Sometimes a tragic event can redefine who we think of as family. Here one woman explains how the passing of a friend has expanded hers.
When I was asked to write for The New Family, I wasn’t quite sure what I could contribute. I was in Vancouver recently for my cousin Robin Gray’s phD defence party and was surrounded by family, but didn’t feel like I could write this until after returning from Regina.
I went to Regina to honour my friend Alana Madill’s life. She died two months ago on June 5th in France along with her partner, Jerry Collins, in a car crash early one morning. They had their daughter with them, but by sheer miracle she survived. Baby Ayla now lives with Alana’s parents near Winnipeg.
During my short visit in Regina I got to meet my dear friend’s Ahtahkakoop Cree and Irish family, including Jerry’s Samoan parents and sister who flew all the way from Wellington, New Zealand.
From the moment I stepped off the plane, I was embraced by the Madill and Collins families. I didn’t know any of them but had heard a lot about them while Alana and I were interns in Guatemala. I felt like I knew them, and even though they didn’t know me they accepted me as part of their family in these deeply tragic days, for the experience of grieving for a loved one is one that united us.
I haven’t seen Alana in some years but we shared deep common experiences, a love of travelling, and our Indigenous heritage. While we were interns at a Mayan widows’ association in Guatemala City, we talked constantly of our Indigenous peoples in Canada and what we could do to make the world a better place.
I returned to Vancouver to attend law school, articled at Aboriginal Legal Services of Toronto and am now beginning my legal career. Whereas Alana met the love of her life and had a beautiful baby just days after I wrote my final bar exam. Our lives were in sync even though wildly different. We were just beginning to start new chapters in our lives when her tragic accident occurred.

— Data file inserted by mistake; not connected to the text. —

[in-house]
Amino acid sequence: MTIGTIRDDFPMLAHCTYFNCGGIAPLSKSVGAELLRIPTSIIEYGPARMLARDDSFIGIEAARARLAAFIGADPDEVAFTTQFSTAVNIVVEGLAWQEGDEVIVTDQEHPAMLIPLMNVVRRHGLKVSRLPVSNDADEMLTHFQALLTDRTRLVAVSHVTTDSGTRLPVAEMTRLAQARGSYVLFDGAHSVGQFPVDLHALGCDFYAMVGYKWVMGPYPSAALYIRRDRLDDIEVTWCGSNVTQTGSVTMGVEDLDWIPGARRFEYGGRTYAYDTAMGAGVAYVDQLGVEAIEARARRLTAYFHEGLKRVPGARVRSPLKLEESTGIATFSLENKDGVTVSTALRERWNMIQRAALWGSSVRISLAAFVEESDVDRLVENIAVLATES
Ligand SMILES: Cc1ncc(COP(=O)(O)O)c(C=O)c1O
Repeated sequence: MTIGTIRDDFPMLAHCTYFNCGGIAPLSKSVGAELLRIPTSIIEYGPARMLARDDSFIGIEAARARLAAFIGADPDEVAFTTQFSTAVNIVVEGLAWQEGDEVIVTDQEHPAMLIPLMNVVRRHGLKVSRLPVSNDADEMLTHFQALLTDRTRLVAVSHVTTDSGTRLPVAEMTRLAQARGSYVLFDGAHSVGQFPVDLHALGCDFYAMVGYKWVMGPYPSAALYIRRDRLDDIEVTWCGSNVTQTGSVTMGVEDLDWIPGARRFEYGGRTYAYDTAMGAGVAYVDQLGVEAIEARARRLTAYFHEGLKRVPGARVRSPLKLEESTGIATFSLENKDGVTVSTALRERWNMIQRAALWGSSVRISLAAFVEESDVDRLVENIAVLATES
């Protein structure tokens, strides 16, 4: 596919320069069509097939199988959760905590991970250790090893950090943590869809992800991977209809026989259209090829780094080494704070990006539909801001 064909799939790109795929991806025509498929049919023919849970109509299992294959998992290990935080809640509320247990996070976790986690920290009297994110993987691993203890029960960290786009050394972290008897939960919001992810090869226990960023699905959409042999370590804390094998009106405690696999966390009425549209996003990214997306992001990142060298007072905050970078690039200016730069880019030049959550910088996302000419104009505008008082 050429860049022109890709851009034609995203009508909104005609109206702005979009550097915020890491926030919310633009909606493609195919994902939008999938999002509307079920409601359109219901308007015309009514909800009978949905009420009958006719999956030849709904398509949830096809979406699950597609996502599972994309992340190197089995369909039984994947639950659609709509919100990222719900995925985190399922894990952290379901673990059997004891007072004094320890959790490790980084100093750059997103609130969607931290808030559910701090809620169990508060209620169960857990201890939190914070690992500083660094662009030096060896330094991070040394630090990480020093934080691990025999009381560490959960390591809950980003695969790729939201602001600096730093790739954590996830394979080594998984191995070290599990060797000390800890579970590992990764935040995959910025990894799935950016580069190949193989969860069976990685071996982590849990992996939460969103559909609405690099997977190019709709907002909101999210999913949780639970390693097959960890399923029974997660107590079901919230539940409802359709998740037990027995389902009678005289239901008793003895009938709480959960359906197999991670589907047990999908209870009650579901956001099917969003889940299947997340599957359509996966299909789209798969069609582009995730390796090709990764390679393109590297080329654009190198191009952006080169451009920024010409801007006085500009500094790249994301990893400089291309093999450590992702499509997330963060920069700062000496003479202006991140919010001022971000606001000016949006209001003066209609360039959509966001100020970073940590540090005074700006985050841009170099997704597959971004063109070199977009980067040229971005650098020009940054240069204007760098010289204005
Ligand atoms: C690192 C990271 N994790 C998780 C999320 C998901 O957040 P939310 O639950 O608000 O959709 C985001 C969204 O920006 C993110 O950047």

In short, we forged an inseparable bond that wasn’t dismissed because we didn’t live in the same city or even see each other for years. I feel in my heart that those bonds of sisterhood between us were impenetrable and live on with baby Ayla.
If there was one gift Alana left as a legacy it was showing me how to love and embrace life. I am now left with an expanded view of what family means to me after attending her funeral and being embraced by her own family.
Family is loving those you care deeply about and showing it by making time and space for them—just as I’ve done for my own family in flying across the country to attend Robin’s phD celebrations or to honour Alana’s life. And just as my family has done for me in countless ways.
This is #1000families post number 117. Do you have a family story of your own to contribute to the 1,000 Families Project? Or do you know a family that might want to do so? Learn more about how the series got started and how to get involved here. You can find all of the #1000families posts here.